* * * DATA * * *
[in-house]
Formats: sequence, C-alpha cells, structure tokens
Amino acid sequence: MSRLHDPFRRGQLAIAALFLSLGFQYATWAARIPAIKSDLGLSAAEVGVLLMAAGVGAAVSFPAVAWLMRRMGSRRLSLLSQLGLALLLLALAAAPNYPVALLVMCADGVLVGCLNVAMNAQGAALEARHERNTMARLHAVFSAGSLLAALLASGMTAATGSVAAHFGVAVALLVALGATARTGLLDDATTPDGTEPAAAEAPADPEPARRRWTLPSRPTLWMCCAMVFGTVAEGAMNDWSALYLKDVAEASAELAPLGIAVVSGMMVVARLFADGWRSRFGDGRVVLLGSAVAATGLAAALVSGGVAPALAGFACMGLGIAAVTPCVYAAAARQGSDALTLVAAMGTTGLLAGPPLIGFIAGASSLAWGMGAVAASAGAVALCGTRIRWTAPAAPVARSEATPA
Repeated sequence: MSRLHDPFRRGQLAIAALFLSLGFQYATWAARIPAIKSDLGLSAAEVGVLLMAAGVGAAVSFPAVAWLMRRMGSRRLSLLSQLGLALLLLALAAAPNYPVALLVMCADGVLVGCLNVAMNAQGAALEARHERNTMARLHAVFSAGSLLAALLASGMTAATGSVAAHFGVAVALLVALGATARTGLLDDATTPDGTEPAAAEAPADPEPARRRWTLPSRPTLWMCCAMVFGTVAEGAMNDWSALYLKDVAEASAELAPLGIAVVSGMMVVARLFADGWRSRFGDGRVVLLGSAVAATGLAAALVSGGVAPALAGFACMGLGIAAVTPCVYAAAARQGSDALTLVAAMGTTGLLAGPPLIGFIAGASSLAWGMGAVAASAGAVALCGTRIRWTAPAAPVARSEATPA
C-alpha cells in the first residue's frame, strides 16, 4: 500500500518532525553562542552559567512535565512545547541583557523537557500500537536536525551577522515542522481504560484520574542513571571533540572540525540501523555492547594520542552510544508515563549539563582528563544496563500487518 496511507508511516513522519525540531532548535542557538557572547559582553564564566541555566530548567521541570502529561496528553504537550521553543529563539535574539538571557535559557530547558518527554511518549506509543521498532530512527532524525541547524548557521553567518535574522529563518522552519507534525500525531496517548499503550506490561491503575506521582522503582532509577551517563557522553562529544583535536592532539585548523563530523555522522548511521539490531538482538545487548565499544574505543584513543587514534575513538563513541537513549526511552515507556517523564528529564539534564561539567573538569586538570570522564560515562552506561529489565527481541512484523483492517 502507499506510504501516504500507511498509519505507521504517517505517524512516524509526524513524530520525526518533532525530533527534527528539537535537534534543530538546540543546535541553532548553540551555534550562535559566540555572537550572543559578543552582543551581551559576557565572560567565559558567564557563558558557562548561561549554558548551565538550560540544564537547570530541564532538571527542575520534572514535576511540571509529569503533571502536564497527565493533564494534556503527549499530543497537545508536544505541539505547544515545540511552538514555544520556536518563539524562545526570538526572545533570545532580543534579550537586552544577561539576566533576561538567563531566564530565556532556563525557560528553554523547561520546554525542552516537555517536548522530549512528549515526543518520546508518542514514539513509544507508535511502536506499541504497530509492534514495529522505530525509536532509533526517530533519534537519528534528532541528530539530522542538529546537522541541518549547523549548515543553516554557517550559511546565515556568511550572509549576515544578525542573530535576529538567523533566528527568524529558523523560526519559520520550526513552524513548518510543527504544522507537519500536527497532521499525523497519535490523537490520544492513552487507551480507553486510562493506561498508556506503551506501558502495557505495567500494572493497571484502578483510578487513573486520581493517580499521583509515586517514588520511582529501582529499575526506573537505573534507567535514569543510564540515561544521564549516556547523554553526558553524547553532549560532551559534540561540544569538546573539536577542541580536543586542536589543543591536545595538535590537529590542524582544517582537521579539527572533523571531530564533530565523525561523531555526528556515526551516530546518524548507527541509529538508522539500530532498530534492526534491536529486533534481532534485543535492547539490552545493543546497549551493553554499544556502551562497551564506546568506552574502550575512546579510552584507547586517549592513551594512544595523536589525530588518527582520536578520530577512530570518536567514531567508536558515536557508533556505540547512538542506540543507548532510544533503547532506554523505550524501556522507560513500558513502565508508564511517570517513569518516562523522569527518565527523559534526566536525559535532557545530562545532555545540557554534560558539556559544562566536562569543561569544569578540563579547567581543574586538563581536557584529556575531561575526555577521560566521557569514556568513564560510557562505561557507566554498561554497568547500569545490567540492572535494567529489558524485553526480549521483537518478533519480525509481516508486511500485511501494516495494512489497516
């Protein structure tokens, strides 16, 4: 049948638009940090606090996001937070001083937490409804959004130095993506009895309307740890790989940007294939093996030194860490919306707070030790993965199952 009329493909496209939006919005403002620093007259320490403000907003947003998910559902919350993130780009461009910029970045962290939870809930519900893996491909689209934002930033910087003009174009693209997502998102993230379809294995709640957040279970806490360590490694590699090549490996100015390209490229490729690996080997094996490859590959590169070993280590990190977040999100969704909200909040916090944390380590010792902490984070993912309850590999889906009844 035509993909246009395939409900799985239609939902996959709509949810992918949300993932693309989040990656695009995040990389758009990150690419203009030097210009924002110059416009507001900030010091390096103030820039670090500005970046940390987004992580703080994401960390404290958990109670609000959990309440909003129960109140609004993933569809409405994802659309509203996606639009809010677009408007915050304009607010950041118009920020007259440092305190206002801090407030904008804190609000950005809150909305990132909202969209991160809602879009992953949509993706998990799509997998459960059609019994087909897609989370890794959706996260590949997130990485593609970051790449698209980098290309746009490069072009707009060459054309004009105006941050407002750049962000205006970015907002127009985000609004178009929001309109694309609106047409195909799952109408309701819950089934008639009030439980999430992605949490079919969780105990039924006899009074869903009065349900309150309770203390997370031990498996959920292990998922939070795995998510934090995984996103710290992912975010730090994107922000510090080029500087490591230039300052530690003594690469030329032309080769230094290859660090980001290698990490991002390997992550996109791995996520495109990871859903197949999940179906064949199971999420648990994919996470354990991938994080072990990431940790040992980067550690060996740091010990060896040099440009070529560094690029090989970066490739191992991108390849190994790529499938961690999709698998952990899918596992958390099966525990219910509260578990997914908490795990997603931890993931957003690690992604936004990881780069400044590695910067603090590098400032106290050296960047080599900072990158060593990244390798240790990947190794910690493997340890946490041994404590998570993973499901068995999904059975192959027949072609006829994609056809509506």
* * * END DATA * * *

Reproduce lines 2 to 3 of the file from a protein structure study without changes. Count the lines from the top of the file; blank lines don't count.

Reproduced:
Formats: sequence, C-alpha cells, structure tokens
Amino acid sequence: MSRLHDPFRRGQLAIAALFLSLGFQYATWAARIPAIKSDLGLSAAEVGVLLMAAGVGAAVSFPAVAWLMRRMGSRRLSLLSQLGLALLLLALAAAPNYPVALLVMCADGVLVGCLNVAMNAQGAALEARHERNTMARLHAVFSAGSLLAALLASGMTAATGSVAAHFGVAVALLVALGATARTGLLDDATTPDGTEPAAAEAPADPEPARRRWTLPSRPTLWMCCAMVFGTVAEGAMNDWSALYLKDVAEASAELAPLGIAVVSGMMVVARLFADGWRSRFGDGRVVLLGSAVAATGLAAALVSGGVAPALAGFACMGLGIAAVTPCVYAAAARQGSDALTLVAAMGTTGLLAGPPLIGFIAGASSLAWGMGAVAASAGAVALCGTRIRWTAPAAPVARSEATPA